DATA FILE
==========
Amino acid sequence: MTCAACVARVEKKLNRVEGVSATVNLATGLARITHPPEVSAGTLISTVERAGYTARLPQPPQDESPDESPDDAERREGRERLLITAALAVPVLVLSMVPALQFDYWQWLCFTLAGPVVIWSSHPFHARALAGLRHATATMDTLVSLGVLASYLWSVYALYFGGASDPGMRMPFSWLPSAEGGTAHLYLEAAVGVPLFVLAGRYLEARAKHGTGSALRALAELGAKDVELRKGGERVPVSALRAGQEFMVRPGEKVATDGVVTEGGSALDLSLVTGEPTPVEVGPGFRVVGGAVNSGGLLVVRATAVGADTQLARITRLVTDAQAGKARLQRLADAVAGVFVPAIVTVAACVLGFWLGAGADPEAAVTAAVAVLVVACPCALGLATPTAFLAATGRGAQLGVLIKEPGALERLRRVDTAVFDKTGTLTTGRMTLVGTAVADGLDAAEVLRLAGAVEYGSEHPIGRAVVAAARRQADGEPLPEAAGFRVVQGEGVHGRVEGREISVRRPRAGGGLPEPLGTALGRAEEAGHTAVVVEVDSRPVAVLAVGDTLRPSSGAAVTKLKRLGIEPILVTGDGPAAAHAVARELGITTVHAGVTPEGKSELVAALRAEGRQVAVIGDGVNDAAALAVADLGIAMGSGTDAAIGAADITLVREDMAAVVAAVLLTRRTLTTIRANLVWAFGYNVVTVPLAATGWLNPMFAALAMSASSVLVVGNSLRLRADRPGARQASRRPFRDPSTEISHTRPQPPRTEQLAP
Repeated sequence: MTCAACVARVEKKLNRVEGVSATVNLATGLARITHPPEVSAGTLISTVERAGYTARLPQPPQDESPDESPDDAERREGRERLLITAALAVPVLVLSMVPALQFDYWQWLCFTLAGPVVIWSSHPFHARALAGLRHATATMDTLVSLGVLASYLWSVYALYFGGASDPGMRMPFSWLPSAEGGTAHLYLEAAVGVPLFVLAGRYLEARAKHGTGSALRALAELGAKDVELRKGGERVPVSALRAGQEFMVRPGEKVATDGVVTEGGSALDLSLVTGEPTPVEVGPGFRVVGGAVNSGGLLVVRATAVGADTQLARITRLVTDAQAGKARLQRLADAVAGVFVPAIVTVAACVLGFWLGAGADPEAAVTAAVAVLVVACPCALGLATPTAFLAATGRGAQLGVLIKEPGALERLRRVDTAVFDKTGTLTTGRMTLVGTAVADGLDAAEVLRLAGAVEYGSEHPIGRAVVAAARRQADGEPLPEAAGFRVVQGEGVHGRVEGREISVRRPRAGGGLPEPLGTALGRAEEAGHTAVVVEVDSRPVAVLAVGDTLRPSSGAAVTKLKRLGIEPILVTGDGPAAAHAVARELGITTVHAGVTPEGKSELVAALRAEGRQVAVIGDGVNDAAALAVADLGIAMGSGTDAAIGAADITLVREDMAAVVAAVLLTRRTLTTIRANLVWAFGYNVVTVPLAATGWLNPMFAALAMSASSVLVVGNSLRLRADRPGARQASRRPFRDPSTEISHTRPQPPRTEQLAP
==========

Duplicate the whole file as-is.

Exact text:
Amino acid sequence: MTCAACVARVEKKLNRVEGVSATVNLATGLARITHPPEVSAGTLISTVERAGYTARLPQPPQDESPDESPDDAERREGRERLLITAALAVPVLVLSMVPALQFDYWQWLCFTLAGPVVIWSSHPFHARALAGLRHATATMDTLVSLGVLASYLWSVYALYFGGASDPGMRMPFSWLPSAEGGTAHLYLEAAVGVPLFVLAGRYLEARAKHGTGSALRALAELGAKDVELRKGGERVPVSALRAGQEFMVRPGEKVATDGVVTEGGSALDLSLVTGEPTPVEVGPGFRVVGGAVNSGGLLVVRATAVGADTQLARITRLVTDAQAGKARLQRLADAVAGVFVPAIVTVAACVLGFWLGAGADPEAAVTAAVAVLVVACPCALGLATPTAFLAATGRGAQLGVLIKEPGALERLRRVDTAVFDKTGTLTTGRMTLVGTAVADGLDAAEVLRLAGAVEYGSEHPIGRAVVAAARRQADGEPLPEAAGFRVVQGEGVHGRVEGREISVRRPRAGGGLPEPLGTALGRAEEAGHTAVVVEVDSRPVAVLAVGDTLRPSSGAAVTKLKRLGIEPILVTGDGPAAAHAVARELGITTVHAGVTPEGKSELVAALRAEGRQVAVIGDGVNDAAALAVADLGIAMGSGTDAAIGAADITLVREDMAAVVAAVLLTRRTLTTIRANLVWAFGYNVVTVPLAATGWLNPMFAALAMSASSVLVVGNSLRLRADRPGARQASRRPFRDPSTEISHTRPQPPRTEQLAP
Repeated sequence: MTCAACVARVEKKLNRVEGVSATVNLATGLARITHPPEVSAGTLISTVERAGYTARLPQPPQDESPDESPDDAERREGRERLLITAALAVPVLVLSMVPALQFDYWQWLCFTLAGPVVIWSSHPFHARALAGLRHATATMDTLVSLGVLASYLWSVYALYFGGASDPGMRMPFSWLPSAEGGTAHLYLEAAVGVPLFVLAGRYLEARAKHGTGSALRALAELGAKDVELRKGGERVPVSALRAGQEFMVRPGEKVATDGVVTEGGSALDLSLVTGEPTPVEVGPGFRVVGGAVNSGGLLVVRATAVGADTQLARITRLVTDAQAGKARLQRLADAVAGVFVPAIVTVAACVLGFWLGAGADPEAAVTAAVAVLVVACPCALGLATPTAFLAATGRGAQLGVLIKEPGALERLRRVDTAVFDKTGTLTTGRMTLVGTAVADGLDAAEVLRLAGAVEYGSEHPIGRAVVAAARRQADGEPLPEAAGFRVVQGEGVHGRVEGREISVRRPRAGGGLPEPLGTALGRAEEAGHTAVVVEVDSRPVAVLAVGDTLRPSSGAAVTKLKRLGIEPILVTGDGPAAAHAVARELGITTVHAGVTPEGKSELVAALRAEGRQVAVIGDGVNDAAALAVADLGIAMGSGTDAAIGAADITLVREDMAAVVAAVLLTRRTLTTIRANLVWAFGYNVVTVPLAATGWLNPMFAALAMSASSVLVVGNSLRLRADRPGARQASRRPFRDPSTEISHTRPQPPRTEQLAP